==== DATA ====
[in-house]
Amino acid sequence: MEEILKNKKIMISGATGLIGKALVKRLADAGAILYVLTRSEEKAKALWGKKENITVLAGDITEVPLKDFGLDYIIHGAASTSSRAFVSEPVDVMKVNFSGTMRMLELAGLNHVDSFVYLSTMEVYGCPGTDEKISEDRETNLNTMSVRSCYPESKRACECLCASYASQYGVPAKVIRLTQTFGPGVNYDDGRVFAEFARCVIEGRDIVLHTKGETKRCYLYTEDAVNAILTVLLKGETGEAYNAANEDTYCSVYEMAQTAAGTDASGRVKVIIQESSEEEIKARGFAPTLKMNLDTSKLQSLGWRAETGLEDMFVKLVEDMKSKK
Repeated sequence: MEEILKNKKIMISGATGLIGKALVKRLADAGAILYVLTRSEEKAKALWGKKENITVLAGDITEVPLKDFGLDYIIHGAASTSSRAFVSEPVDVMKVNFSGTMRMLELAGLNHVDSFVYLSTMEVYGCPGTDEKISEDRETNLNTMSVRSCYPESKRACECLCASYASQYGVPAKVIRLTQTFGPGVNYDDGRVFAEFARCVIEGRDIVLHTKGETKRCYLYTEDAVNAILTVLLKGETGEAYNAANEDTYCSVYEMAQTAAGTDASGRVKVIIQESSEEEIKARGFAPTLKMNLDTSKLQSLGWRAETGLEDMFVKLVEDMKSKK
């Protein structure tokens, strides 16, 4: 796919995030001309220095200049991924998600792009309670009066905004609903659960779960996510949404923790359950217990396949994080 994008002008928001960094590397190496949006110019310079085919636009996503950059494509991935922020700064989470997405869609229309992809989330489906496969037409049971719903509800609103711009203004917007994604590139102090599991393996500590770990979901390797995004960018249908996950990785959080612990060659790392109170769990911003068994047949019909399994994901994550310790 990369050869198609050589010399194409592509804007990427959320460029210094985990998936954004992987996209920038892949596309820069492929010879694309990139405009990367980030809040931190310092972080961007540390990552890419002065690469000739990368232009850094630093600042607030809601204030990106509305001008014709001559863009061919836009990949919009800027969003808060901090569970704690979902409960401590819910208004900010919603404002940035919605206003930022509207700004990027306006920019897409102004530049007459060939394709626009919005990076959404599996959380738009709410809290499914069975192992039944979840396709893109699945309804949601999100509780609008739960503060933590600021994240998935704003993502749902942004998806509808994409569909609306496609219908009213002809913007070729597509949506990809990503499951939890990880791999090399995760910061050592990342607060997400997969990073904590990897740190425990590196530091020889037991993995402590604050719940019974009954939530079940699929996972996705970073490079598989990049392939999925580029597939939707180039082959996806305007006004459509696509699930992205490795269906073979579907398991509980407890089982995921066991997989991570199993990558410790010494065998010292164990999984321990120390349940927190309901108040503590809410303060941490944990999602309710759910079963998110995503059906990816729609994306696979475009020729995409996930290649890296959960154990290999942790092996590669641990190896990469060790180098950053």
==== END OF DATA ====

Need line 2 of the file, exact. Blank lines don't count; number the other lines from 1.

Amino acid sequence: MEEILKNKKIMISGATGLIGKALVKRLADAGAILYVLTRSEEKAKALWGKKENITVLAGDITEVPLKDFGLDYIIHGAASTSSRAFVSEPVDVMKVNFSGTMRMLELAGLNHVDSFVYLSTMEVYGCPGTDEKISEDRETNLNTMSVRSCYPESKRACECLCASYASQYGVPAKVIRLTQTFGPGVNYDDGRVFAEFARCVIEGRDIVLHTKGETKRCYLYTEDAVNAILTVLLKGETGEAYNAANEDTYCSVYEMAQTAAGTDASGRVKVIIQESSEEEIKARGFAPTLKMNLDTSKLQSLGWRAETGLEDMFVKLVEDMKSKK